An Indian-origin Singaporean woman has said she was "humiliated" by the German police who told her to squeeze her breast to express milk at Frankfurt airport to prove she was lactating, the media reported.
Gayathiri Bose, 33, who has a three-year-old child and a seven-month-old baby, told the BBC that she was exploring the possibility of taking formal legal action. Bose has already filed a complaint about the incident.
Bose said the incident, which lasted for nearly 45 minutes, was "humiliating" and "very traumatising". She said the police at Frankfurt Airport got suspicious because she was carrying a breast pump but travelling without her baby.
The German police, according to the BBC report on Tuesday, declined to comment on the specific allegations. But said such measures were "clearly" not part of routine procedure.
Bose, who was travelling alone, said she was on her way to board a flight to Paris last week when she was stopped at the security screening station.
She said that after her carry-on bag, which contained her breast pump, went through the X-ray machine, she was taken aside for questioning.
"(They had) an incredulous tone. 'You are breastfeeding? Then where is your baby? Your baby is in Singapore?'", Bose said.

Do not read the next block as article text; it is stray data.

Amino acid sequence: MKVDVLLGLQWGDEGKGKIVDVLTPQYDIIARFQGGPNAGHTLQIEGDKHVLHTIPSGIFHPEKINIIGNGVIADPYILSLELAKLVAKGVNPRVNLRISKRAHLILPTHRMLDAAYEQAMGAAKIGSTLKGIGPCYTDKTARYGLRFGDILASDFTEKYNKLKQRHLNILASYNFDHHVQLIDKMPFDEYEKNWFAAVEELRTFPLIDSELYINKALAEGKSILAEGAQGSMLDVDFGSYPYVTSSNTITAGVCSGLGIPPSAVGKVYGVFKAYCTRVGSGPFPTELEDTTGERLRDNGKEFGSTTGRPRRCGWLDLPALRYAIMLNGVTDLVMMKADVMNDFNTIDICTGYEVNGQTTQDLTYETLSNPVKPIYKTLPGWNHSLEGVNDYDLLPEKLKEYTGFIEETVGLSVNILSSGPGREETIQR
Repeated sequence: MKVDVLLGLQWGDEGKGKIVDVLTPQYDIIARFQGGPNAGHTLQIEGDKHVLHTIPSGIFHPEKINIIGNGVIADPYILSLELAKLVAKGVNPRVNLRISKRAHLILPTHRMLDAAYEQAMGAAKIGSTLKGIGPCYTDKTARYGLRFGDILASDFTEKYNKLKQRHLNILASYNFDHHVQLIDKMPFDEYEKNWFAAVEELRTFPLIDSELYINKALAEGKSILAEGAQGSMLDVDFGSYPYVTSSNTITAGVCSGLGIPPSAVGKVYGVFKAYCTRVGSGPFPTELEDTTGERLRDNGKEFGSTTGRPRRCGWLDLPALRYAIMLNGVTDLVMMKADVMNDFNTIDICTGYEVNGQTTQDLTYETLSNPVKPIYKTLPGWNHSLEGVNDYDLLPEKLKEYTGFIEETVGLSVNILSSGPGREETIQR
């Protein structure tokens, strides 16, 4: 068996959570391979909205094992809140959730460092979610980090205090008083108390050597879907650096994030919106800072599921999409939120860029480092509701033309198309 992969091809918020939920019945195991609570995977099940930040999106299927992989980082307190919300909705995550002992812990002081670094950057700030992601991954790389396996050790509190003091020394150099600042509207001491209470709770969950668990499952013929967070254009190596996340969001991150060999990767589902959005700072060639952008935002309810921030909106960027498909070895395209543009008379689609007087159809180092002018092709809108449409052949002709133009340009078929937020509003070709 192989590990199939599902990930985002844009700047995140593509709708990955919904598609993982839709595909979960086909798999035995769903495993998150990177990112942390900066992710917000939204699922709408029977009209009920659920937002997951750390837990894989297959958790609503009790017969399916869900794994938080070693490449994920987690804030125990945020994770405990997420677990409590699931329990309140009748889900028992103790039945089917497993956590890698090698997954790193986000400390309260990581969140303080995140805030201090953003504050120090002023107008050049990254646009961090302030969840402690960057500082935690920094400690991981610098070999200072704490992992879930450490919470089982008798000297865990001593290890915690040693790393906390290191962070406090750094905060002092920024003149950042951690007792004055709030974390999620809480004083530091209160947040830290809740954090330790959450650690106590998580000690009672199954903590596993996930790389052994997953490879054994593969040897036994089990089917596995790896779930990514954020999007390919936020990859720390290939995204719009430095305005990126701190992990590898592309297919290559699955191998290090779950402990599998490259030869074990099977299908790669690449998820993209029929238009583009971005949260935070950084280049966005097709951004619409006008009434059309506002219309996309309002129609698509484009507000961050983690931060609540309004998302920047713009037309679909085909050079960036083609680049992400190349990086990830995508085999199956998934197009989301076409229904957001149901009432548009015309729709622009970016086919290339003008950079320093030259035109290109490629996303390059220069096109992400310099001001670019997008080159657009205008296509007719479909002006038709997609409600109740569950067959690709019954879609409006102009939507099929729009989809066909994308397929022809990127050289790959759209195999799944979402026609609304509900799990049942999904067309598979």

Bose said the officers did not seem to believe her when she insisted the device was a breast pump. They kept her passport and took her to a room by a female police officer for further questioning, according to the report.
"Inside the room, she (the police officer) asked me to open up my blouse and show her my breast. She then asked how come I didn't have anything attached to my breast, if I was lactating. She wanted me to show her by hand-expressing a little," said Bose.
Bose said she complied and squeezed her breast. "I was just in shock, I was going through the motions. I was all by myself as well, and wasn't sure what would happen to me if they decided to make trouble for me," she was quoted by the BBC.
"It was only when I came out of the room that I began to slowly understand what had just happened. I just started to cry, I was terribly upset."
She said officials then tested and cleared the pump before returning her passport, and she was allowed to board her plane to Paris.
Christian Altenhofen, spokesman for the German federal police unit at Frankfurt Airport, told the BBC that he could not comment on the incident "for reasons of data protection".
He added: "If a suspected explosive is detected at an air safety control point, the baggage and the person must be searched.
"The measures you have described for a breastfeeding mother are clearly not included."
Aviation expert Ellis Taylor from aviation publication Flightglobal said asking a mother to show she was lactating was "pretty ridiculous".